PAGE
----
Weighing the Numbers – Possibilities Abound
The House Ethics Committee has been investigating Matt Gaetz since 2021 on allegations that include campaign finance law violation, bribery, drug use, and even sex trafficking of an underage girl. If the report – which is, it seems, mostly complete – comes back showing a likelihood of guilt on any of those, Gaetz could find himself in the hot seat, facing expulsion from the House entirely. At least some in his own party are reportedly already preparing the motion to oust him.
Such a move would require a two-thirds vote in the House. Democrats, of course, seem likely to back the play, as it could reduce the GOP majority by one more vote – but how many Republicans believe the man is toxic enough to justify losing the seat?
Then there are the questions about McCarthy. Could the GOP drop Gaetz before he throws the speakership back into flux – or would the timing play out so that both men lose? And what chance does Gaetz’s motion to vacate, should he actually introduce it this time, stand in a floor vote, anyway? If every Democrat voted to vacate, it would only take a small handful of Republicans for the motion to succeed. That’s not a big ask considering there were 20 who opposed McCarthy to begin with, all but one of whom were part of the 90 who voted against the CR that so enraged Mr. Gaetz.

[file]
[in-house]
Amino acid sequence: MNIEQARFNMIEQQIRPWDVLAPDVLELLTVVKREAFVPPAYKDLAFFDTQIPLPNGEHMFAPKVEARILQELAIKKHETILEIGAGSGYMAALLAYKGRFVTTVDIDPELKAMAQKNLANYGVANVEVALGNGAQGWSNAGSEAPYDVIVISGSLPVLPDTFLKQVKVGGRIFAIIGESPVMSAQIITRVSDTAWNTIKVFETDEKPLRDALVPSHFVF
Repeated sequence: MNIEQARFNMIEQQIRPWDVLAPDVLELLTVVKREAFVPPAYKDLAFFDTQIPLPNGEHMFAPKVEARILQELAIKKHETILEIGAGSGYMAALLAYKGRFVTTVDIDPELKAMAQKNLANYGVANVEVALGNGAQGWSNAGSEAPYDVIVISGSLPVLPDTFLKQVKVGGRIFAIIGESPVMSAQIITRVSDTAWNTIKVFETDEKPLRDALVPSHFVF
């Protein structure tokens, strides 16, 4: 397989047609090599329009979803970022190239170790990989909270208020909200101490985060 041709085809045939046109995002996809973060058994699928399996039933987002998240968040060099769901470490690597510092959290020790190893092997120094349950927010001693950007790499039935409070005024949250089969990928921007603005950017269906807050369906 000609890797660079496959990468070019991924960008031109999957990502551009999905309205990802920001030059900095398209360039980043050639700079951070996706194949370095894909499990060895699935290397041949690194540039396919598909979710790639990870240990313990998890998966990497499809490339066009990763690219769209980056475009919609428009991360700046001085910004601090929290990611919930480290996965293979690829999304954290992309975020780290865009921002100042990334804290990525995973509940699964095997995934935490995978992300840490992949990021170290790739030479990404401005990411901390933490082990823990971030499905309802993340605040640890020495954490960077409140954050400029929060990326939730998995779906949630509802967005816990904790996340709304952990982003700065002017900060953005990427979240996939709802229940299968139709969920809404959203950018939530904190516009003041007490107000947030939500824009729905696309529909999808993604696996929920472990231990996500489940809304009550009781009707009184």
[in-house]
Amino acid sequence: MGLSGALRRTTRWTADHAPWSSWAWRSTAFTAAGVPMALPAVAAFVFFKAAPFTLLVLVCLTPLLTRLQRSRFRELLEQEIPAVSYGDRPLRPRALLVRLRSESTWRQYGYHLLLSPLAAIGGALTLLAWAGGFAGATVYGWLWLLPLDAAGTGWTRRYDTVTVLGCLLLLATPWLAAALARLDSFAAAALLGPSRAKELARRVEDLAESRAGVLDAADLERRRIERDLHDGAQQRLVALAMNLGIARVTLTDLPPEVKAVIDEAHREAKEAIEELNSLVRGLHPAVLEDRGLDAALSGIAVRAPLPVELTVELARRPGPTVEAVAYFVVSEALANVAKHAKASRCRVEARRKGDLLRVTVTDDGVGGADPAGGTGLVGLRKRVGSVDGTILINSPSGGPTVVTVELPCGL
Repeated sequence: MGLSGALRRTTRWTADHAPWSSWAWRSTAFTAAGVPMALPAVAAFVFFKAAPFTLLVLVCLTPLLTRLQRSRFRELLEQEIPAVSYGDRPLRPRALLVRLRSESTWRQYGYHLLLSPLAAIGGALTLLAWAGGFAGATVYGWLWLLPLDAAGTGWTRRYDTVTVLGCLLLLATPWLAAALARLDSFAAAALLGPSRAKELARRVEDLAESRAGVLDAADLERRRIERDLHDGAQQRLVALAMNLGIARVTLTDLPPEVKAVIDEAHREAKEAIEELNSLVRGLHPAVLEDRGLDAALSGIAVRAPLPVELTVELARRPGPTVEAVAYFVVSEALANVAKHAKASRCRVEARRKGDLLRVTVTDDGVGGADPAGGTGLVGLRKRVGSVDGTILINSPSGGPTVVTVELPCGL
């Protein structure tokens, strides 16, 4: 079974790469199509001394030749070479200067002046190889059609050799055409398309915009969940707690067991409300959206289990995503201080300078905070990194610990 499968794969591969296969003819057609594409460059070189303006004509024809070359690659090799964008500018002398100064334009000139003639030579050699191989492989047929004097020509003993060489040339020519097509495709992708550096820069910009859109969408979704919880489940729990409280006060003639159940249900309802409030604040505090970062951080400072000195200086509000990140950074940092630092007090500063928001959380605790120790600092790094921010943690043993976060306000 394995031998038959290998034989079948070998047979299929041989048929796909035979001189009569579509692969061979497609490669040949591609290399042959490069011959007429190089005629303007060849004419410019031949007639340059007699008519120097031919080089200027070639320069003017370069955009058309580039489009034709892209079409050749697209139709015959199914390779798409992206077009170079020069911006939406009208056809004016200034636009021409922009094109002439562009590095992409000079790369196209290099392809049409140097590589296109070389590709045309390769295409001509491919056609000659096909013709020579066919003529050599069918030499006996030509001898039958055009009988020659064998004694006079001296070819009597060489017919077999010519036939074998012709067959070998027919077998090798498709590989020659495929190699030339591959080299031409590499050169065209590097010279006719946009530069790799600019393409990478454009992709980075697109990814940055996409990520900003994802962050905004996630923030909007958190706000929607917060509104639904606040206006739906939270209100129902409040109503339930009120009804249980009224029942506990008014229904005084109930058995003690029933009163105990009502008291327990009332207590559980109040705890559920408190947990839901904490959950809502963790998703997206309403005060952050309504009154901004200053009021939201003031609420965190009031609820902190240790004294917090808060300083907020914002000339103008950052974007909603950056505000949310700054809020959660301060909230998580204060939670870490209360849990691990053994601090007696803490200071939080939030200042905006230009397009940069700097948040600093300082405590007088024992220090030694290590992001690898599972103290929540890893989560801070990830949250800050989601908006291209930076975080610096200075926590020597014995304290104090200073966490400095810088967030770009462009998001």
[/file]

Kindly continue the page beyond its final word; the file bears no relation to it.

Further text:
That some in the minority party – perhaps even most – would work to see McCarthy unseated is a given. But the same can’t necessarily be said for all of them. Others have expressed concern that, should McCarthy lose, the gavel could go to someone much farther to the right. How many will take the chance of that? It could well be that Gaetz moves to vacate, and enough Democrats come to the rescue to keep McCarthy in power. But who can say what weight that would add to the sword hanging once again over the speaker’s head – or how tenuous the knot holding it?